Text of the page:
Best Practices of Service Level Calculation in a Call Center

Robert Brown
August 2, 2022
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5
 Mins Read

Service Level is a metric used in customer service to assess its efficiency. It is essentially the rate of service the call center provides to the customer. Service level is always calculated in percentage terms.

Usually, a service level is the percentage of incoming calls that are answered (live) by an agent within a stipulated frame of time. For example, a service level of 80% in a call center means 8 out of every 10 phone calls have been answered by the agents before the agreed time limit expires (say 20 seconds). As per industry best practices, service level should typically take into consideration the abandoned calls as well.

Service level is a useful tool to increase productivity and confidence among agents. When measured consistently over time and defined clearly, it can enable data-driven business decisions to be taken. Many businesses, however, experience some confusion about how to measure the service levels. Below are some steps that businesses can take when measuring service levels for their call centers:

Best Practices for Calculating and Managing Service Level

1. Decide How to Classify Abandoned Calls:

Ignoring abandoned calls is not recommended as it does not reflect the true performance of customer service. Once the abandoned calls are calculated, a formula should be worked upon and arrived at. The variations offered include calls taken and abandoned within a threshold, and the calls taken and abandoned after the threshold. Arriving at the ideal formula for the business objectives would keep calculations simple in the future, and provide clarity on various numbers.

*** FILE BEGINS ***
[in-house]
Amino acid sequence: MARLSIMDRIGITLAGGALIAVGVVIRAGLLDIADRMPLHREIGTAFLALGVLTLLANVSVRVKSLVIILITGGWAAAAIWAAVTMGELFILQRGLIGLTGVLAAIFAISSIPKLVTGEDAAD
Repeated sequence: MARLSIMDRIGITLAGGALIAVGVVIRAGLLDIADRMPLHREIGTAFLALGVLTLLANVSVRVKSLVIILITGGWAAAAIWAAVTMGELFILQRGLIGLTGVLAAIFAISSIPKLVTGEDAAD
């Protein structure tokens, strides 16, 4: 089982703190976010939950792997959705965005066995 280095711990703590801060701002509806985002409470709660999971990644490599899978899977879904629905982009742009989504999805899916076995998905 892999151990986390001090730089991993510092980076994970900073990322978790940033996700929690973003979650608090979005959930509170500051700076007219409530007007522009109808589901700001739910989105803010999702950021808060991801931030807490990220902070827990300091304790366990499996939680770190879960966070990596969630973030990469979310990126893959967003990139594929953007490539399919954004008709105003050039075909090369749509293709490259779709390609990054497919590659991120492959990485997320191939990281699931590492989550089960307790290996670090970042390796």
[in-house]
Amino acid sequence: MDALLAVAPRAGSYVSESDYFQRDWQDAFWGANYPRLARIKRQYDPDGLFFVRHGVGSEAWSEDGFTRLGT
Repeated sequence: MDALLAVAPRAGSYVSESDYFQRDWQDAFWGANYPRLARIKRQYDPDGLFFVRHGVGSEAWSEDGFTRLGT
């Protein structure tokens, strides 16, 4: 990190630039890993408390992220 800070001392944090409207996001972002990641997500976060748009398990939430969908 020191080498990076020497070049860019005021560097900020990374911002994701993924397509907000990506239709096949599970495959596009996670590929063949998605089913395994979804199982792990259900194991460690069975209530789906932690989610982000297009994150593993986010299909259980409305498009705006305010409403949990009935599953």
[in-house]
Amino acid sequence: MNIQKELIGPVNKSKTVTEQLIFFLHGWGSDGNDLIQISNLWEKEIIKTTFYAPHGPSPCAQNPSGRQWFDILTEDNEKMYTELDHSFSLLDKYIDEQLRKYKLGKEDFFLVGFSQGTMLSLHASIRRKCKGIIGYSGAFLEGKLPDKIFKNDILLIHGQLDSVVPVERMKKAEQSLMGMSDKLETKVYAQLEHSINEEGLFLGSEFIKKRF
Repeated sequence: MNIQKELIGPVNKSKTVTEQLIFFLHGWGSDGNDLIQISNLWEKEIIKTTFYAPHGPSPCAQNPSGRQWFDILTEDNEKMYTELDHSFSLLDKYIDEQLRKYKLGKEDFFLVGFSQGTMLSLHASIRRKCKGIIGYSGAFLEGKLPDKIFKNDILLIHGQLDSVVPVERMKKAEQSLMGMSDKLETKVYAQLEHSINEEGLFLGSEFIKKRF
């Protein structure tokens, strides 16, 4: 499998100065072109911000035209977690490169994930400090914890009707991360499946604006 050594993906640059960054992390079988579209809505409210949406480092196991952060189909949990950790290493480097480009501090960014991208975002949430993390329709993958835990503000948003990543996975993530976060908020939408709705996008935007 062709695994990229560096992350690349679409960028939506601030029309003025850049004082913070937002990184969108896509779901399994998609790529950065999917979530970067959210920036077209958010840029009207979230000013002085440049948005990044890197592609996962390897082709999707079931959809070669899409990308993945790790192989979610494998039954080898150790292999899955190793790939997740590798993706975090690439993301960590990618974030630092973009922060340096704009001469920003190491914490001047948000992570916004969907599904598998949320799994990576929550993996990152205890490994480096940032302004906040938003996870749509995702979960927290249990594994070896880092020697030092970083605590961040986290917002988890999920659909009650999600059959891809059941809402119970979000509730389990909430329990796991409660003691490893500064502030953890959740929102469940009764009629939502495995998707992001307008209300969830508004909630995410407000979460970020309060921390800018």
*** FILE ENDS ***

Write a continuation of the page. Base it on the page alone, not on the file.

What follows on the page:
2. Decide on Interval Time and Measurement:

Interval time is an important factor while measuring service level, and a clear definition of the start time should be shared with the teams. A few suggestions to keep in mind, when deciding on the start time, are:

  • When the caller selected the final option in IVR
  • When the caller reaches the ACD
  • When the “wait-queue” greetings end
  • When the pre-defined interval time ends (say 5 seconds after the caller enters the queue)
  • When the phone starts ringing

The measurement of the interval time should be kept dynamic, and constantly checked. This type of practice helps in assessing the staff requirements and estimating performance week on week.

3. Decide on Service Level Objective:

A business should establish the motive of service level – whether to increase customer satisfaction or increase the lifetime value of the company. Service level objectives should take into consideration customer expectations, patience, needs, and other factors; for example, callers are willing to wait longer when trying to contact an airline company than when contacting an eCommerce site. It should also be noted that customers reaching out to agents via mediums such as live chat are more likely to get irritated with long waits as opposed to the ones reaching out through phone calls. Likewise, employee workloads, satisfaction, average call volume, and budget should also be defining factors while defining the service level objectives of customer service.